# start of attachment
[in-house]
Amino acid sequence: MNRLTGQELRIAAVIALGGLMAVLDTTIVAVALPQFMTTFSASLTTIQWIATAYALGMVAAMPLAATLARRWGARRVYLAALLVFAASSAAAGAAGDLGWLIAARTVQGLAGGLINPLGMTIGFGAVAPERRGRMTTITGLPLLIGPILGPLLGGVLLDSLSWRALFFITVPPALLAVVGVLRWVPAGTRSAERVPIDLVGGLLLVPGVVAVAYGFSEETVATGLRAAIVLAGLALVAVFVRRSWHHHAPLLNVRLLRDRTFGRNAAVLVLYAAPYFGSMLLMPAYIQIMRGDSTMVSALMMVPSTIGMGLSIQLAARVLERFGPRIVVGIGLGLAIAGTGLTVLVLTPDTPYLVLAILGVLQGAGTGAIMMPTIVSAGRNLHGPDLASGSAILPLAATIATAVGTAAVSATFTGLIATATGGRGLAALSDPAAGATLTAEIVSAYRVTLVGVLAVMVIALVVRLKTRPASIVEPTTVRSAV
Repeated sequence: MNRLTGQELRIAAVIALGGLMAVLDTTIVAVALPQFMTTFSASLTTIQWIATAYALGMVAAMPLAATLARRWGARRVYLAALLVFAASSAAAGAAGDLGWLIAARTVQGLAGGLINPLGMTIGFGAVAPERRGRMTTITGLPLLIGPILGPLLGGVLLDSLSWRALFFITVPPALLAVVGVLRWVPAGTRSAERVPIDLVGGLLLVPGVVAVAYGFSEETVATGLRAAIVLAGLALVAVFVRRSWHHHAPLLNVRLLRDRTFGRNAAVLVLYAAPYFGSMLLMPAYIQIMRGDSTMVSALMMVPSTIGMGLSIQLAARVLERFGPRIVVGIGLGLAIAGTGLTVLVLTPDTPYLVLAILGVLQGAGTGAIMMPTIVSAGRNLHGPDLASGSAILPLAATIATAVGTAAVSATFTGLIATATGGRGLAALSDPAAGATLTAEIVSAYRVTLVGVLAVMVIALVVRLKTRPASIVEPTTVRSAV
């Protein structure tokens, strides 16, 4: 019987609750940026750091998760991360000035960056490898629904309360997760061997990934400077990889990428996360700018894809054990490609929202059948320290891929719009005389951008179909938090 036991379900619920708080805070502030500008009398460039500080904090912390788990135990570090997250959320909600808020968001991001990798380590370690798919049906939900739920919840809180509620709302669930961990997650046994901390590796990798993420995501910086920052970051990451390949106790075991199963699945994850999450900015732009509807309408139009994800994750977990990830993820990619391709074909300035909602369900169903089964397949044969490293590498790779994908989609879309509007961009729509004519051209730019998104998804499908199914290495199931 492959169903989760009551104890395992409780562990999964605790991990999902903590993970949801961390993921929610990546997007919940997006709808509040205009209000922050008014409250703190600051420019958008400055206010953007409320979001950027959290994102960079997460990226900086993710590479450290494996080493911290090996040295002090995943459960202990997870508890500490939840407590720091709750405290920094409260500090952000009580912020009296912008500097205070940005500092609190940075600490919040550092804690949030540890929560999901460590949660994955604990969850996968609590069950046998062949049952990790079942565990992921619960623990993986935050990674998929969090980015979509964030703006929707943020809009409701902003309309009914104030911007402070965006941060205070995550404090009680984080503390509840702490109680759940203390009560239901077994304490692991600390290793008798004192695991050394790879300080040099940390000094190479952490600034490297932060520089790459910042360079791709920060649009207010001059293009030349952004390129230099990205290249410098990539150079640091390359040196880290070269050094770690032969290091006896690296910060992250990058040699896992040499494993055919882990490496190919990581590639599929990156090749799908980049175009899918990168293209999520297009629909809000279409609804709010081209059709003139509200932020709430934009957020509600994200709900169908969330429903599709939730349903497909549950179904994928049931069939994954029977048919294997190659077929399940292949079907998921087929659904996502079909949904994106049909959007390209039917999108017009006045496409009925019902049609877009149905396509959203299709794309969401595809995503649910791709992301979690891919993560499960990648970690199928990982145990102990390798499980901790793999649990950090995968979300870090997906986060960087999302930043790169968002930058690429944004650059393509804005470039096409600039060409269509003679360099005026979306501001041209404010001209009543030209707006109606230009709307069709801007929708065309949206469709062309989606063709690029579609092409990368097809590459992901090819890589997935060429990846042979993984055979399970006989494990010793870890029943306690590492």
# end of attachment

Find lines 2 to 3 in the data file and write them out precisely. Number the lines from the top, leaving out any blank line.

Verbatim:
Amino acid sequence: MNRLTGQELRIAAVIALGGLMAVLDTTIVAVALPQFMTTFSASLTTIQWIATAYALGMVAAMPLAATLARRWGARRVYLAALLVFAASSAAAGAAGDLGWLIAARTVQGLAGGLINPLGMTIGFGAVAPERRGRMTTITGLPLLIGPILGPLLGGVLLDSLSWRALFFITVPPALLAVVGVLRWVPAGTRSAERVPIDLVGGLLLVPGVVAVAYGFSEETVATGLRAAIVLAGLALVAVFVRRSWHHHAPLLNVRLLRDRTFGRNAAVLVLYAAPYFGSMLLMPAYIQIMRGDSTMVSALMMVPSTIGMGLSIQLAARVLERFGPRIVVGIGLGLAIAGTGLTVLVLTPDTPYLVLAILGVLQGAGTGAIMMPTIVSAGRNLHGPDLASGSAILPLAATIATAVGTAAVSATFTGLIATATGGRGLAALSDPAAGATLTAEIVSAYRVTLVGVLAVMVIALVVRLKTRPASIVEPTTVRSAV
Repeated sequence: MNRLTGQELRIAAVIALGGLMAVLDTTIVAVALPQFMTTFSASLTTIQWIATAYALGMVAAMPLAATLARRWGARRVYLAALLVFAASSAAAGAAGDLGWLIAARTVQGLAGGLINPLGMTIGFGAVAPERRGRMTTITGLPLLIGPILGPLLGGVLLDSLSWRALFFITVPPALLAVVGVLRWVPAGTRSAERVPIDLVGGLLLVPGVVAVAYGFSEETVATGLRAAIVLAGLALVAVFVRRSWHHHAPLLNVRLLRDRTFGRNAAVLVLYAAPYFGSMLLMPAYIQIMRGDSTMVSALMMVPSTIGMGLSIQLAARVLERFGPRIVVGIGLGLAIAGTGLTVLVLTPDTPYLVLAILGVLQGAGTGAIMMPTIVSAGRNLHGPDLASGSAILPLAATIATAVGTAAVSATFTGLIATATGGRGLAALSDPAAGATLTAEIVSAYRVTLVGVLAVMVIALVVRLKTRPASIVEPTTVRSAV